The Midas Touch
How and why directors make their presence felt ☛
Watch a film by many celebrated filmmakers and, even if you missed the opening titles, there’s a good chance you’ll be able to name the director. You don’t have to do the sort of word-by-word analysis needed to work out whether or not a play is by Shakespeare – the director puts their mark on a film like a pharaoh puts their mark on the desert. Some examples:
• Large cast of characters, 70s colour palette, quirky kids, everything shot from flat angles = Wes Anderson.
• Hand-held camera following speed-walking characters who talk over each other = Paul Greengrass.
• Stuff blows up every ten minutes = Michael Bay.
I could go on. But how is this achieved, and why such distinct signatures?
As you can see above, there are many different strategies that directors can use to make their presence felt. Here are a few: continuous shots are a popular choice. Some directors, like Steve McQueen, impress their skill up on us by holding a shot forever (I’ve written more about this). Conversely many directors like to make their mark by editing more, rather than less. They might speed up, then slow time right down again like Guy Ritchie. They might jump cut. Show us just the key moments. Directors might choose to drop natural sound away so that the music takes over in a place where you wouldn’t expect that to happen, like a dialogue scene. Any element of filmmaking can be called into service to deliver a directoral trademark, whether it be the assured swoops of Scorsese’s camera, the costumes in Peter Greenaway’s The Cook, The Thief, His Wife and Her Lover that change colour when the characters move from one room to another, or the candy-cane gothic set design in pretty much every Tim Burtonfilm.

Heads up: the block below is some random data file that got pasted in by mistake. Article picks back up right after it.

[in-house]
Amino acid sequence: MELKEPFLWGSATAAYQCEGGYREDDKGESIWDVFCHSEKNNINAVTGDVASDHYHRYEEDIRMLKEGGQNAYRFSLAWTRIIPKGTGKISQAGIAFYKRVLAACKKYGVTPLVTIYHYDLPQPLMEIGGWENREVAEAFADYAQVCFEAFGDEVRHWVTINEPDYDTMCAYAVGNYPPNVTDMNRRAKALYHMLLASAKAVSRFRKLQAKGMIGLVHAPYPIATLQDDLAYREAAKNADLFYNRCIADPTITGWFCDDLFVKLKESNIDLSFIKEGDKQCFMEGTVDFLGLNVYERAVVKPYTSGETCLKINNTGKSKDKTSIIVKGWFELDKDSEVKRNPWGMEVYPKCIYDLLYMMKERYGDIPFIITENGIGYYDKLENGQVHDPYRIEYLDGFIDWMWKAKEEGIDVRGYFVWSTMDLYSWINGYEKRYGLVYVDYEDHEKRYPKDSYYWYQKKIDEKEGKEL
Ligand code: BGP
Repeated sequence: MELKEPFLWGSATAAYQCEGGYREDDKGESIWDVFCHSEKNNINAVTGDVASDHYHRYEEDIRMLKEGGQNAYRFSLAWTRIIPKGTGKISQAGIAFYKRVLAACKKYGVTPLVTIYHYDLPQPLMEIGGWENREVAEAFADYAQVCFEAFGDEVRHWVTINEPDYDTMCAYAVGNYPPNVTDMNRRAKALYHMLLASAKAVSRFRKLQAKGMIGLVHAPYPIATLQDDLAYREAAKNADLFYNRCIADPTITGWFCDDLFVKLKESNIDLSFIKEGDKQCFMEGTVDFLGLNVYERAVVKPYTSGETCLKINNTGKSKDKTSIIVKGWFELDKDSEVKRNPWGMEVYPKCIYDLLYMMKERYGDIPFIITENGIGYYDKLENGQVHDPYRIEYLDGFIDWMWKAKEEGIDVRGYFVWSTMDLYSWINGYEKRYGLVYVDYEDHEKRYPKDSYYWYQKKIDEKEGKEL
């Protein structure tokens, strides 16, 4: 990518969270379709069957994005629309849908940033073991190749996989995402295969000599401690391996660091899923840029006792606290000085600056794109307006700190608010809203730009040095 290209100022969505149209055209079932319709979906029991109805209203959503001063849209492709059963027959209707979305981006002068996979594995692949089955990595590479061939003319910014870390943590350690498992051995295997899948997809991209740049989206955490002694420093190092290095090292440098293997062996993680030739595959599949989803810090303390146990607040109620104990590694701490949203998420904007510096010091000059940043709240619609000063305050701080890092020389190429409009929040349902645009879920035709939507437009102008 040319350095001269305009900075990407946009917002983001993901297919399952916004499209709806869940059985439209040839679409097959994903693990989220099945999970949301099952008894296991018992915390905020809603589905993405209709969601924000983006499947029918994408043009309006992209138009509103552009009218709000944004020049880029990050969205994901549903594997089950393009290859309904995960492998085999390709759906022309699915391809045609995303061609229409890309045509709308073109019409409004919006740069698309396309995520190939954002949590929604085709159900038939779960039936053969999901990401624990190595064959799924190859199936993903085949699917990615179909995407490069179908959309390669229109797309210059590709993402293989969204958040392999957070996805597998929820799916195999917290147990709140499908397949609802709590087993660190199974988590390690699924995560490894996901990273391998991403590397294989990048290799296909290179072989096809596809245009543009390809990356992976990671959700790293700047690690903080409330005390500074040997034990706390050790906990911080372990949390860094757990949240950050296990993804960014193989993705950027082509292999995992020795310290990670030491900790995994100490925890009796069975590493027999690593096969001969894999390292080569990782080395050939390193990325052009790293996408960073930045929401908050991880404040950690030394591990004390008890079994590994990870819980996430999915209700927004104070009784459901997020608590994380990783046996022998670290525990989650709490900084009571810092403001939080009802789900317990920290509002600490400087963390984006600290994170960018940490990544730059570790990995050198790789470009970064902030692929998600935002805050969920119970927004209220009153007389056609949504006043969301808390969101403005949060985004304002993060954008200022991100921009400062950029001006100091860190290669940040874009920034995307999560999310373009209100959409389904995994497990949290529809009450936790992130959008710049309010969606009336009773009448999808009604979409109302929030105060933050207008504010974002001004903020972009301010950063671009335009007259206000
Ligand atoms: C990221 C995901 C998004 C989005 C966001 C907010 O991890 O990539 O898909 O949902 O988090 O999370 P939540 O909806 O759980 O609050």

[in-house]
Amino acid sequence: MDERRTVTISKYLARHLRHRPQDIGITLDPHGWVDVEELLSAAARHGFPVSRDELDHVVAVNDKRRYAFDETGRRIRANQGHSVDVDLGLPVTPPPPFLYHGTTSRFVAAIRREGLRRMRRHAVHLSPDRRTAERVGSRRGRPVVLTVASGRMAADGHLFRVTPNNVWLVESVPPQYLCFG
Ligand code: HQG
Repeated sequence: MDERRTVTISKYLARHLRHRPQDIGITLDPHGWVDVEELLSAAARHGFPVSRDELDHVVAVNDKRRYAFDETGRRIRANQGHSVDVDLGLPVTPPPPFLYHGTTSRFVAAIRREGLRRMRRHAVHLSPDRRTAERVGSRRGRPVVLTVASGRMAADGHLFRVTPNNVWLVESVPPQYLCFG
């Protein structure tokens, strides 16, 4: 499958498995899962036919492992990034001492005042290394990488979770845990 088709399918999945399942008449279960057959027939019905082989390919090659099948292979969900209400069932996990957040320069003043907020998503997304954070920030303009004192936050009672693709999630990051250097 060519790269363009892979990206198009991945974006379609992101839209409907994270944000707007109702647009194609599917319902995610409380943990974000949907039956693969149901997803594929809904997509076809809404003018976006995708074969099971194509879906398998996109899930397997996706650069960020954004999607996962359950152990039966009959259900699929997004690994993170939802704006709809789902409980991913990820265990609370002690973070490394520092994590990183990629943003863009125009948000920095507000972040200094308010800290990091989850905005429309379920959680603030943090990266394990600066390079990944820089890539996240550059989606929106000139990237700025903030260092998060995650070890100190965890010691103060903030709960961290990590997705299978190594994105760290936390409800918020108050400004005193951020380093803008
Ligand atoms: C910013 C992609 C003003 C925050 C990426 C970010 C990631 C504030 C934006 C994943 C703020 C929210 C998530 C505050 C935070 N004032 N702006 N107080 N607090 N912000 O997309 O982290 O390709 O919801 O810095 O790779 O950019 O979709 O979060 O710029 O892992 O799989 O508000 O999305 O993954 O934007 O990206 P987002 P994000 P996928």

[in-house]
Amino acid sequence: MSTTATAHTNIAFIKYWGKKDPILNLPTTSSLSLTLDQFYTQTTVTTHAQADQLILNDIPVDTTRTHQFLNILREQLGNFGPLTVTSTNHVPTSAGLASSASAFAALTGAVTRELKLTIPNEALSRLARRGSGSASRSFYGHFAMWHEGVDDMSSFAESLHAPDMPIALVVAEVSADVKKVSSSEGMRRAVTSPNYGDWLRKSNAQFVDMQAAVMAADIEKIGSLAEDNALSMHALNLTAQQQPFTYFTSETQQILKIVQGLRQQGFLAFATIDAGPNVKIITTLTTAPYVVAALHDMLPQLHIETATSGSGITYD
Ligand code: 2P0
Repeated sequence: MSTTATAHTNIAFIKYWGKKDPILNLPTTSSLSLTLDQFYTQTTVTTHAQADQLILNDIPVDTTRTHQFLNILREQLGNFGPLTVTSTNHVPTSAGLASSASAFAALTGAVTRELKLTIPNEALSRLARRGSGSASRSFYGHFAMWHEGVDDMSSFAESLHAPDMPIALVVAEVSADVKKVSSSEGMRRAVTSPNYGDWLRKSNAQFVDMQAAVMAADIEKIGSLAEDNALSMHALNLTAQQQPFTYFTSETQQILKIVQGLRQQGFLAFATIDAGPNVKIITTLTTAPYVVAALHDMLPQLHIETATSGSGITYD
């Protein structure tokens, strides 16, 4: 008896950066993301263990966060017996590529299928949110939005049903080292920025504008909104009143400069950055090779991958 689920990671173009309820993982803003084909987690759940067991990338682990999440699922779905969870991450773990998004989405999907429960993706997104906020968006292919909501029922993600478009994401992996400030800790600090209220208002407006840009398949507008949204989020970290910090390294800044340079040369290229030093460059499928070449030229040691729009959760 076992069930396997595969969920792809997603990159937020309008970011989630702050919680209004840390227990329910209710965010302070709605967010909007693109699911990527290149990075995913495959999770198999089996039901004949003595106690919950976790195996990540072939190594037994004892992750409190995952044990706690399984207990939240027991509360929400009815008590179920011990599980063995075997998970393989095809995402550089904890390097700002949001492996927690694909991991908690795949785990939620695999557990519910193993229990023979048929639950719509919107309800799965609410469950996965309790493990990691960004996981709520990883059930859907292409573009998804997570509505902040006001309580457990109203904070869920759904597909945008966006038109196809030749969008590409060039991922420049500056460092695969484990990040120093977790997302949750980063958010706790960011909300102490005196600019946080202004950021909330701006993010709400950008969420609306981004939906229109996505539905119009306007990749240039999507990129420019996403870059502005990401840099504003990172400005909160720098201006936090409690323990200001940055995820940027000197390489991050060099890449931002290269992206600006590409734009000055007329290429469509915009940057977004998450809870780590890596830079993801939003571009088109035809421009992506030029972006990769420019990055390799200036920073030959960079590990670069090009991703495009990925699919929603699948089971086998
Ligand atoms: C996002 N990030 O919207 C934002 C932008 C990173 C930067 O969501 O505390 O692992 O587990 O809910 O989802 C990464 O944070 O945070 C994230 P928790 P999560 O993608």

Now, I have to distinguish all these examples from the everyday techniques of cinematic storytelling. Slowing down time in a gunfight expresses the hero’s heightened awareness in a life or death situation – it adds emphasis to the telling of the story. Slowing down time to show a group of guys in black suits walk across a parking lot is just Tarantino making his mark. Watching Clive Owen in Children of Men negotiating the battlefield in real-time and without edits has a definite narrative purpose, it heightens our empathy with the peril of his situation: the camera seems to hold its breath and we do likewise. The sustained opening shots of Touch of Evil or Boogie Nights, however, are mainly there to show off the directors’ skill at camera choreography.
As an editor, this sort of directoral monogram can be the bane of my life. So many times I’ve found myself fighting directors trying to persuade them to let go of a developmental shot that, for all its elegance, is utterly redundant to the story. Or maybe they get me to try a bit of quirky editing for no justifiable reason. Producers too often despair at the self-indulgence of directors and add their voices to that of the editor. “Get rid of it” we cry, “It’s not necessary!” Often we’re right… but not always.
There are reasons why directors present us with this flourish introduced for its own sake. In part it’s about their career development: if the audience identifies the experience of the film as being down to the director, they are more likely to seek out that director’s next film. If this happens, producers and investors are more likely to make the director’s next film happen, knowing that there is an audience eager to see the maestro’s next offering.
But there is an artistic purpose for this self-aggrandizing behaviour. It’s not just showing off… okay, it is just showing off, but it’s showing off for a good reason. It’s all about showmanship. It’s the same reason why the circus master, the conductor and the magician all wear tail-coats and carry themselves with an assured theatrical flourish. They are not only the maestros whose vision ensures our entertainment, they are the front-men for the entertainment. Because they present their own work, rather than being an MC who introduces others, their costume and assumed manner creates a theatrical mask that allows them to big themselves up, to create for themselves an air of genius.